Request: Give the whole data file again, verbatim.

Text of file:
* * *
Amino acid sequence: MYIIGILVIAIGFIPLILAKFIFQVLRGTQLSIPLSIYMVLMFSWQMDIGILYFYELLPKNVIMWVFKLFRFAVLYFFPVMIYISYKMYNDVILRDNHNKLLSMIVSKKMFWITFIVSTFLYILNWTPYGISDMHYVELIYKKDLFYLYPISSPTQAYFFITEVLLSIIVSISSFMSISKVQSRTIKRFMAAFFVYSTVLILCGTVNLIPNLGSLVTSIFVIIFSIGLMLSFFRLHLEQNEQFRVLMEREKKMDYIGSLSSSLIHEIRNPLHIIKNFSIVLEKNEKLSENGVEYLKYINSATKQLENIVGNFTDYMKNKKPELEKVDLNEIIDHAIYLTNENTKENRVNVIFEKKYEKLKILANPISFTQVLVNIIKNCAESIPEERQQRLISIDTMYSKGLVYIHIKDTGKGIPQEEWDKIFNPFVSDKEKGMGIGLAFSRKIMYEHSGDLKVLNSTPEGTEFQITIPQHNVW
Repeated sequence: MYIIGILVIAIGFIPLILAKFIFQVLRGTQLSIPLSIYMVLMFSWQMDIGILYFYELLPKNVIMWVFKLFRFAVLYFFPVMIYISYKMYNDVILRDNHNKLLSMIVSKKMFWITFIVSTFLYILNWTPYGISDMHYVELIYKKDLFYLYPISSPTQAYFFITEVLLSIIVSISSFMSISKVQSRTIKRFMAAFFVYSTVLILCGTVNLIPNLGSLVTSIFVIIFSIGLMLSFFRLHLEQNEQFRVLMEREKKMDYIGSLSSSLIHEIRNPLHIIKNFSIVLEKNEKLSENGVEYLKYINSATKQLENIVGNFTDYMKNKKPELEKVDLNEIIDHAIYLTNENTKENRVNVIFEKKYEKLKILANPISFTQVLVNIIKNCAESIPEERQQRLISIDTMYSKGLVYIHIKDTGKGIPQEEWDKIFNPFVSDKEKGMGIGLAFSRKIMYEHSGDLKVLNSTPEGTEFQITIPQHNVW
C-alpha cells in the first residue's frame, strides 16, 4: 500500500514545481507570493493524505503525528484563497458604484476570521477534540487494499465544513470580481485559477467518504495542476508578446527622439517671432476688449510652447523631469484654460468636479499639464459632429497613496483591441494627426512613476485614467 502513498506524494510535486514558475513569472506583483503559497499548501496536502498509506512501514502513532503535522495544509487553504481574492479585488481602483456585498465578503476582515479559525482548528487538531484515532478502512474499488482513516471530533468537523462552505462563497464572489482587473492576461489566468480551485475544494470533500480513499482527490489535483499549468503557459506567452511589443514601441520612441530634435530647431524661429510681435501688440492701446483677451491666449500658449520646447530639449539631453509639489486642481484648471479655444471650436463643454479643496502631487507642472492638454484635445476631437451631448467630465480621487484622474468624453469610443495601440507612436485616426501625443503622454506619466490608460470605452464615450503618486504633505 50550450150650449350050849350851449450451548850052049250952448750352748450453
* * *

Amino acid sequence: MYIIGILVIAIGFIPLILAKFIFQVLRGTQLSIPLSIYMVLMFSWQMDIGILYFYELLPKNVIMWVFKLFRFAVLYFFPVMIYISYKMYNDVILRDNHNKLLSMIVSKKMFWITFIVSTFLYILNWTPYGISDMHYVELIYKKDLFYLYPISSPTQAYFFITEVLLSIIVSISSFMSISKVQSRTIKRFMAAFFVYSTVLILCGTVNLIPNLGSLVTSIFVIIFSIGLMLSFFRLHLEQNEQFRVLMEREKKMDYIGSLSSSLIHEIRNPLHIIKNFSIVLEKNEKLSENGVEYLKYINSATKQLENIVGNFTDYMKNKKPELEKVDLNEIIDHAIYLTNENTKENRVNVIFEKKYEKLKILANPISFTQVLVNIIKNCAESIPEERQQRLISIDTMYSKGLVYIHIKDTGKGIPQEEWDKIFNPFVSDKEKGMGIGLAFSRKIMYEHSGDLKVLNSTPEGTEFQITIPQHNVW
Repeated sequence: MYIIGILVIAIGFIPLILAKFIFQVLRGTQLSIPLSIYMVLMFSWQMDIGILYFYELLPKNVIMWVFKLFRFAVLYFFPVMIYISYKMYNDVILRDNHNKLLSMIVSKKMFWITFIVSTFLYILNWTPYGISDMHYVELIYKKDLFYLYPISSPTQAYFFITEVLLSIIVSISSFMSISKVQSRTIKRFMAAFFVYSTVLILCGTVNLIPNLGSLVTSIFVIIFSIGLMLSFFRLHLEQNEQFRVLMEREKKMDYIGSLSSSLIHEIRNPLHIIKNFSIVLEKNEKLSENGVEYLKYINSATKQLENIVGNFTDYMKNKKPELEKVDLNEIIDHAIYLTNENTKENRVNVIFEKKYEKLKILANPISFTQVLVNIIKNCAESIPEERQQRLISIDTMYSKGLVYIHIKDTGKGIPQEEWDKIFNPFVSDKEKGMGIGLAFSRKIMYEHSGDLKVLNSTPEGTEFQITIPQHNVW
C-alpha cells in the first residue's frame, strides 16, 4: 500500500514545481507570493493524505503525528484563497458604484476570521477534540487494499465544513470580481485559477467518504495542476508578446527622439517671432476688449510652447523631469484654460468636479499639464459632429497613496483591441494627426512613476485614467 502513498506524494510535486514558475513569472506583483503559497499548501496536502498509506512501514502513532503535522495544509487553504481574492479585488481602483456585498465578503476582515479559525482548528487538531484515532478502512474499488482513516471530533468537523462552505462563497464572489482587473492576461489566468480551485475544494470533500480513499482527490489535483499549468503557459506567452511589443514601441520612441530634435530647431524661429510681435501688440492701446483677451491666449500658449520646447530639449539631453509639489486642481484648471479655444471650436463643454479643496502631487507642472492638454484635445476631437451631448467630465480621487484622474468624453469610443495601440507612436485616426501625443503622454506619466490608460470605452464615450503618486504633505 50550450150650449350050849350851449450451548850052049250952448750352748450453